Kombucha Growing Beyond Home-Brewing


by Ana Tikaradze

August 11, 2022

In the last decade, Kombucha - this fizzy, fermented drink has jumped from the domain of home brewers and health food boutiques to artisanal producers and supermarkets. A number of factors contribute to kombucha’s enduring allure: the fermented beverage is said to have a health benefits, and on top of this - it is delicious.

Kombucha is trending now, but it is certainly not new. Its roots can be traced around 220 BC. In Europe it entered in the early 20th century. In USA it gained popularity in the 1990s as enthusiasts began sharing their SCOBY-s (kombucha culture) so others could brew the tea themselves at home. In 1995, George Thomas Dave started the kombucha industry and began selling his brand of the cultured tea in local health stores and gaining widespread popularity. Today, GT Living Foods is the largest purveyor of kombucha in the United States. There are few outstanding Kombucha brewers in the UK, such as Fix8, Jarr, Remedy, Boo Chi and Equinox. The GUTsy Captain Kombucha, established in 2016, with headquarters in Lisbon, Portugal, is a #1 Kombucha brand in Europe awarded with “Winner of best new organic product” at the Natural & Organic Awards Scandinavia.

During the last years kombucha is trending in Georgia as well. There has been FaceBook groups of enthusiasts brewing at home, sharing the recipes, experiences as well as SCOBYs. Currently we see Kombucha is brewed in few, mostly vegan and health-conscious cafes. Also, commercial production is starting.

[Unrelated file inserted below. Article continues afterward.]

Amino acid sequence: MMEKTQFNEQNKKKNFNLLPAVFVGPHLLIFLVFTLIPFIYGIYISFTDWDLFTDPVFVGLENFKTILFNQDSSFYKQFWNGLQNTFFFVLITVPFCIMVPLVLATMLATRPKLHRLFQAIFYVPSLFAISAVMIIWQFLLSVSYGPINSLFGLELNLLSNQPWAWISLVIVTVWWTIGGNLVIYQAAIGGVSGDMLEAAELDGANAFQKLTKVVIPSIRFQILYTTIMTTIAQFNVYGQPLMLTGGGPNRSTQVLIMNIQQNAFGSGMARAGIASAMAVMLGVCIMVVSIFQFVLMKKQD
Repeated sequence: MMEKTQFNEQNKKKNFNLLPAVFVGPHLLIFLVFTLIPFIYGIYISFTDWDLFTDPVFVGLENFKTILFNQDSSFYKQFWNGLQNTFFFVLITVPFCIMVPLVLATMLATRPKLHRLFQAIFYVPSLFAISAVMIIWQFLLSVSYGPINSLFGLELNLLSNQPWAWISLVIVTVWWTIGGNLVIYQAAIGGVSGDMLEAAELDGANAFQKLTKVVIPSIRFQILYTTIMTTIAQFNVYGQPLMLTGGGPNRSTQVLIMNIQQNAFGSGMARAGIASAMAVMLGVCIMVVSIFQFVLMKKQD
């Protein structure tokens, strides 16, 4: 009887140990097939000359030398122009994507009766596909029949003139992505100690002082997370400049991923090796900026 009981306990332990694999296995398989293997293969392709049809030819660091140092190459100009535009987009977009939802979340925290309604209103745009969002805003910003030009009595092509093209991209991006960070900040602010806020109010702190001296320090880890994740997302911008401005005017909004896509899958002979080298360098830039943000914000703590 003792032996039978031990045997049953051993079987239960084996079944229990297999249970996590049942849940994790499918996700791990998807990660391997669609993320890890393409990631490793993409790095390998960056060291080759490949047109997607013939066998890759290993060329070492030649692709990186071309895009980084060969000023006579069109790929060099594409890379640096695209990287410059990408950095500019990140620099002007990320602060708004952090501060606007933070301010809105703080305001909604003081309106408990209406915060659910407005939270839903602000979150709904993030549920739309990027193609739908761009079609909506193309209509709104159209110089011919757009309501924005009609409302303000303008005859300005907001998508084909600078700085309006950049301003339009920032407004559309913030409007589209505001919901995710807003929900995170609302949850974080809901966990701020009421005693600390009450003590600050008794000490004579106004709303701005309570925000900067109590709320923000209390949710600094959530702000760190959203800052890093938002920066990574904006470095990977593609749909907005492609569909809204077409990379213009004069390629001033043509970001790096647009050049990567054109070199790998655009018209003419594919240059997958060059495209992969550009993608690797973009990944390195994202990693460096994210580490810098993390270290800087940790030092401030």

Since 2016 we brew kombucha and sell online. After opening Namu cafe in 2019 we sell it there. And from 2021 Namu Kombucha has moved to HACCP approved large brewery and has appeared at various selling points.

Namu Kombucha brewing is happening in small batches, using the bland of Georgian black and green tea, sugar and SCOBY. It is unpasteurised and full benefits of this amazing functional beverage is kept. For the flavouring, only natural ingredients are used.

As the drink entered the mainstream market, it became a challenge to identify a good quality of product. In many cases commercial brewers of kombucha started to introduce syrups and sweeteners to bring the taste closer to soft beverages. Moreover, to stabilise and standardise their product, many pasteurise and kill all the beneficial bacteria. But there are companies, such as Namu Kombucha, that allow traditional fermentation technology. Their product has well-balanced taste and presence of useful acids without sharp, acidic notes that is delicate, as good wines.

To identify good quality kombucha you should look for the following:

  • Murky, not clean, floating strands from the kombucha culture
  • Be refrigerated, should not be shelf-stable as probiotic bacteria starts to die when kombucha spends too long at room temperature
  • Unpasteurised to keep the live bacteria and its benefits
  • Inconsistency - as the kombucha is alive, you cannot have it exactly the same taste all the time
  • Tangy flavour - that is a natural byproduct of the fermentation process.

So, the growth in kombucha production worldwide has been exponential and we can state that it is becoming an influential player in the global beverage economy.


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